Sunday, May 29, 2011

Rainy Weekend = Lots of Quilting

Cool and and wet here in Nebraska this long holiday weekend. I have been in the sewing room alot. I finished the little vintage embroidery block (pattern from Liberty Homestead) doll quilt. I have not made prairie points in so long I almost did not remember how. It was a good oportunity to use Aunt Gracie conversation prints.

The rest of the weekend I worked on building Home Tweet Home blocks (McKenna Ryan)

Maybe it will keep raining tomorrow and I can work on the little four patches to go inbetween the applique blocks.

If not I will have to go outside and work on this...I don't care how we prep the pool in the fall, in the spring it is always green. The black spot is a group of leaves that we managed to drop in the pool while removing the cover. Lots of vacuuming, pool chemicals, more vacuuming, and cold wet clothes.

Happy Stitching,


Friday, May 27, 2011

Civil War Bride finished

With my Civil War Bride quilt completed the possibilities of a new hand applique quilt to start are a little overwhelming. There are so many great quilts out there. Until I worked on the bride I don't think I owned one piece of civil war reproduction fabric. Now I love them, can't get enough turkey reds and poison greens. So I am leaning towards a red and green quilt. Something will come up.

I have finished a couple more blocks on the McKenna Ryan quilt, Home Tweet Home.

There is a little bit of embellishing done on each of these blocks, a few beads, or hairy yarn for nesting material.

I also did a little machine quilting practice this week. I made up this little wonky flower using some of my Kaffe Fassett fabrics for a little practice piece. I quilted the CWBQ using a wool batting and had read somewhere that you can get a sort of "mock" trapunto look with applique by using a double thickness of wool batting and then machine quilting the background very densely. Well, I am not overly impressed with the mock trapunto look, I don't really think it looks any puffier than with just one layer of batting, but the background quilt doodling was fun.

Have a good weekend.


Saturday, May 21, 2011

Building a McKenna Ryan Block

As a child I loved tracing, paper dolls, and Colorforms. Remember Colorforms? Vinyl shapes you could stick on the black page and restick over and over. I think of all these childhood activities when I am working on a McKenna Ryan quilt. The quilt I have just started working on is McKenna Ryan's Home Tweet Home.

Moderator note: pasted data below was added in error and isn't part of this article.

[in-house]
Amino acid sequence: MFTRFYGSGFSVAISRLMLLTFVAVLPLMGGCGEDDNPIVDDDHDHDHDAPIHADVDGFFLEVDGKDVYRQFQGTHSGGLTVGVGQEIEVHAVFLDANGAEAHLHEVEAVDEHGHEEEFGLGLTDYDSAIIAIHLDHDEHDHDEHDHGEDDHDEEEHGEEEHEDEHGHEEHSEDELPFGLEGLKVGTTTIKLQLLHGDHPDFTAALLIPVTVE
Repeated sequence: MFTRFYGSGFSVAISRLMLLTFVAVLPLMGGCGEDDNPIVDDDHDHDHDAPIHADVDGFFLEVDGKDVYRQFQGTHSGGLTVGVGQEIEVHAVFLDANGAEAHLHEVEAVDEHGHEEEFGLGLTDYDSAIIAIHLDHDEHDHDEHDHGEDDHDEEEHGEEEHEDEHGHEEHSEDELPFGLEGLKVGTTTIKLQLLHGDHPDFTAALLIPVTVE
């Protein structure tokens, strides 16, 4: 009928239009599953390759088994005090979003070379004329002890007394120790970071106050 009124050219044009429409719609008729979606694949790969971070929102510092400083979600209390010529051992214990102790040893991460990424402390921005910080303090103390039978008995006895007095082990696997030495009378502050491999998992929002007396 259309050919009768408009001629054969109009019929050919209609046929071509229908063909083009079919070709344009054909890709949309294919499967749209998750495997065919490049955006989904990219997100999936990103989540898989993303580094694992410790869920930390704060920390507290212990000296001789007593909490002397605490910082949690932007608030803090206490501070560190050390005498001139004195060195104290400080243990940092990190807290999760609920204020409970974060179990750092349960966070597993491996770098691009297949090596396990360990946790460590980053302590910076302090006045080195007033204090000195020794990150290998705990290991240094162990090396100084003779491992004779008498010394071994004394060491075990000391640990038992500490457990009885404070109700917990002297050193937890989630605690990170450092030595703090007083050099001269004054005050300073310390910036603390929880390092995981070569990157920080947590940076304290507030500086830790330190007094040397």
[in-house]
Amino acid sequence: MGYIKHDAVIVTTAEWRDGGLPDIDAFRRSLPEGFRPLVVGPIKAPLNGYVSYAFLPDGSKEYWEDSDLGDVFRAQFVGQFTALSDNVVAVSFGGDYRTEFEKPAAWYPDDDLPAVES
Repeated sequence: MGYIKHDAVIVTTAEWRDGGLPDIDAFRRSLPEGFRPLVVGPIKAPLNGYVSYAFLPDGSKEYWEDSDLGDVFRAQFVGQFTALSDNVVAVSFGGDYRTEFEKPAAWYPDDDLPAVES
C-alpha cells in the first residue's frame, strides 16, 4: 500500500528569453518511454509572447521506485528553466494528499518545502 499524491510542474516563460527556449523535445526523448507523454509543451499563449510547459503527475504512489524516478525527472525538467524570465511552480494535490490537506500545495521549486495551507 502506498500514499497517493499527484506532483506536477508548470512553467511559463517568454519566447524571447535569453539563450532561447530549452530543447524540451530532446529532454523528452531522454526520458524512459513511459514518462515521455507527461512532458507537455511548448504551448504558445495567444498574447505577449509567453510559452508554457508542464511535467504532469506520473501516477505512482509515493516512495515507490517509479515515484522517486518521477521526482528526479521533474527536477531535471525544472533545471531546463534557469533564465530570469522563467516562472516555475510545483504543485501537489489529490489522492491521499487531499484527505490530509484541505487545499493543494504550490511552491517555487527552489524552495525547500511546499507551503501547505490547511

I have done all the tracing and cutting out of the applique shapes and now I am ready to start building the block. I work with a light box and an applique pressing sheet, building the different components of the block on the presser sheet. McKenna Ryan art quilts are very detailed with many tiny shapes. The tweezers come in handy.

Once I have the individual components of the block assembled I can press them with a hot iron, fusing the applique parts together. Because it is still on the applique pressing sheet I can pick up the whole component, in this case the bird, and add it to the rest of the block.

The one notion that makes these quilts work is Steam A Seam 2. This applique paper is sticky on both sides and allows for repositioning the individual pieces, and from that the colorform memory.

A few glass beads for embellishment (which have a rather eerie glow in this photo) and this block is completed.

Happy Stitching,


Saturday, May 14, 2011

Spring Quilt Festival for Bloggers

I have not ever entered the blogger's quilt festival, but this looked like fun. I made this moon over the mountain quilt a couple years ago. Itis a favorite of mine because I grew up in Colorado and I have always missed the mountains. The quilt was inspired by a pattern by Jean and Valerie Wells from the Stitchin Post who had done a quilt like it in batiks. It is the first quilt I ever made with batiks, which has also become a favorite fabric line of mine. The thing this quilt taught me is that I prefer applique, and if possible I will change a pieced pattern to applique. Piecing the curves seemed overwhelming to me so this entire quilt is appliqued. I also used a different technique to machine quilt the quilt. I bought a viney backing fabric which I seamed together so the pattern would be continuous (sort of like matching wall paper),